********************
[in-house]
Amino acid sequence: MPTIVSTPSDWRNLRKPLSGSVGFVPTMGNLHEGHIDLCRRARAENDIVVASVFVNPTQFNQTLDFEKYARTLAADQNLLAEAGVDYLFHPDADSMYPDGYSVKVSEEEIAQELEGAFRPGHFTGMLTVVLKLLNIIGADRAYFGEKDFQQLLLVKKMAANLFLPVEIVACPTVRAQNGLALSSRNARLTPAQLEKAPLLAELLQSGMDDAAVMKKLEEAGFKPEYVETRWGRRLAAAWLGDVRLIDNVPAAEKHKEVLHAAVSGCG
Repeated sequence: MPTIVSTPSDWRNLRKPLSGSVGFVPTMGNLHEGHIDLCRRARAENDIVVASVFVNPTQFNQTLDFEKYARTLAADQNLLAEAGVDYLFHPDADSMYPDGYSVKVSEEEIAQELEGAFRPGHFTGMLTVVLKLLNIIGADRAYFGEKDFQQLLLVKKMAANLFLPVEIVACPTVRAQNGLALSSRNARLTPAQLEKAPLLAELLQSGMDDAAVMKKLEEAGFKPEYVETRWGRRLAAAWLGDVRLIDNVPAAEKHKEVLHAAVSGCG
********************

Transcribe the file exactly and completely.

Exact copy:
[in-house]
Amino acid sequence: MPTIVSTPSDWRNLRKPLSGSVGFVPTMGNLHEGHIDLCRRARAENDIVVASVFVNPTQFNQTLDFEKYARTLAADQNLLAEAGVDYLFHPDADSMYPDGYSVKVSEEEIAQELEGAFRPGHFTGMLTVVLKLLNIIGADRAYFGEKDFQQLLLVKKMAANLFLPVEIVACPTVRAQNGLALSSRNARLTPAQLEKAPLLAELLQSGMDDAAVMKKLEEAGFKPEYVETRWGRRLAAAWLGDVRLIDNVPAAEKHKEVLHAAVSGCG
Repeated sequence: MPTIVSTPSDWRNLRKPLSGSVGFVPTMGNLHEGHIDLCRRARAENDIVVASVFVNPTQFNQTLDFEKYARTLAADQNLLAEAGVDYLFHPDADSMYPDGYSVKVSEEEIAQELEGAFRPGHFTGMLTVVLKLLNIIGADRAYFGEKDFQQLLLVKKMAANLFLPVEIVACPTVRAQNGLALSSRNARLTPAQLEKAPLLAELLQSGMDDAAVMKKLEEAGFKPEYVETRWGRRLAAAWLGDVRLIDNVPAAEKHKEVLHAAVSGCG